Violence, racism, injustice, poverty, murder - doesn't it make you angry? All sin, including our own, should.
Isn’t it interesting that our Lord who is perfection personified anger!
Here, we must be careful not to equate His anger with our normal everyday experiences of anger. We can describe His anger as righteous anger, which is redemptive, not destructive.
The Prophet Isaiah said: “My house shall be called a house of prayer for all peoples” (Isaiah 56:7). What is our attitude towards the house of God? When we talk of the house of God it begins from the spiritual temple of our bodies to the physical edifice that houses us during worship, called a Church.
Christ expressed great displeasure at the evil actions people were involved in especially in in the temple, but that is because He desired their repentance. Many who were there may have been very shocked at His actions, we too can be shocked when reading it, but it righteous anger motivates to make change.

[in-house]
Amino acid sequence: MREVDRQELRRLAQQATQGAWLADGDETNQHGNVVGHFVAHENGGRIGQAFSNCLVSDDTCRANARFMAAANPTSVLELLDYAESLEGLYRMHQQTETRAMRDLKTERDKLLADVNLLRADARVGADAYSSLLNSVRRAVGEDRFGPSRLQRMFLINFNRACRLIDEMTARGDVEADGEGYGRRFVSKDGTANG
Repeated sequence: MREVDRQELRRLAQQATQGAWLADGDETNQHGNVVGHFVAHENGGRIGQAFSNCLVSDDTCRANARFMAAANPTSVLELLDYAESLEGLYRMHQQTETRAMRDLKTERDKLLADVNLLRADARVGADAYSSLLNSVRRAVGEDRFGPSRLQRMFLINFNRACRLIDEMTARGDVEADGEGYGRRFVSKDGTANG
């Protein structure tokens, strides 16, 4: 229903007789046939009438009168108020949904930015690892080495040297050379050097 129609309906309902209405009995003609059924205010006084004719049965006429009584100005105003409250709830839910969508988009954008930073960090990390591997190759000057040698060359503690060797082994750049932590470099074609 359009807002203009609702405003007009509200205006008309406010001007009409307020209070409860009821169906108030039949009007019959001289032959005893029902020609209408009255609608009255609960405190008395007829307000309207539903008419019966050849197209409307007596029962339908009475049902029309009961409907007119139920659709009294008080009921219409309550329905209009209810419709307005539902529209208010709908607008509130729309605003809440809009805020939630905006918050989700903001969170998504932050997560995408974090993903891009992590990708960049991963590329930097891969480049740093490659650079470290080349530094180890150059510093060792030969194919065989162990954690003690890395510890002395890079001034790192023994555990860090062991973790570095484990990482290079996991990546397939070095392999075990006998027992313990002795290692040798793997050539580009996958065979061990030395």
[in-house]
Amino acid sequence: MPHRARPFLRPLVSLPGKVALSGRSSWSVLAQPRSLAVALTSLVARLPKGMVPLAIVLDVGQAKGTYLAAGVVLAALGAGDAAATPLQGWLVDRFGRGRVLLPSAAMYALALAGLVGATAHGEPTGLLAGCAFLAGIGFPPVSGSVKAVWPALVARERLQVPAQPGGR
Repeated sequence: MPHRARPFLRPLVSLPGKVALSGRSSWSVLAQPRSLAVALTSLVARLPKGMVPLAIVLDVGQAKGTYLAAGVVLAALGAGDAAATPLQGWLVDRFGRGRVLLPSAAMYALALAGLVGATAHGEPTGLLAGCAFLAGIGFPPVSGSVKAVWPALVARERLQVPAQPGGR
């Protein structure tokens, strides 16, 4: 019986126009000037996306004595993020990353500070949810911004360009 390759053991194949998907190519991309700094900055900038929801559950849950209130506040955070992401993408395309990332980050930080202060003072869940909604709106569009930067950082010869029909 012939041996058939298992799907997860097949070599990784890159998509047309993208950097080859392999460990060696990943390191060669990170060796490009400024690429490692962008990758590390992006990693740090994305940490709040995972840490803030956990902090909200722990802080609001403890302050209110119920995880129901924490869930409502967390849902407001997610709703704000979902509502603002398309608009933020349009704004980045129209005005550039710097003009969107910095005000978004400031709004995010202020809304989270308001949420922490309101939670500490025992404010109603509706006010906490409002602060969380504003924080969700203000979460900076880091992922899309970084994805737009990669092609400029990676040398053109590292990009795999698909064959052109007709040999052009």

Dear friends, we ought to be angered by sin because it is capable of destroying us. However, we must be careful that we don’t use this example of Jesus to justify losing control of ourselves and entering into the deadly sin of anger. Righteous anger, as Jesus expresses today, will always leave one with a sense of peace and love for those who are rebuked, like a parent correcting a child.
So much was sacrificed to get the Church of Christ to where it is today. What have you and I done for the Church? If we treat our bodies as spiritual temples and the Church reverently, prayers will be answered and wonders will be experienced.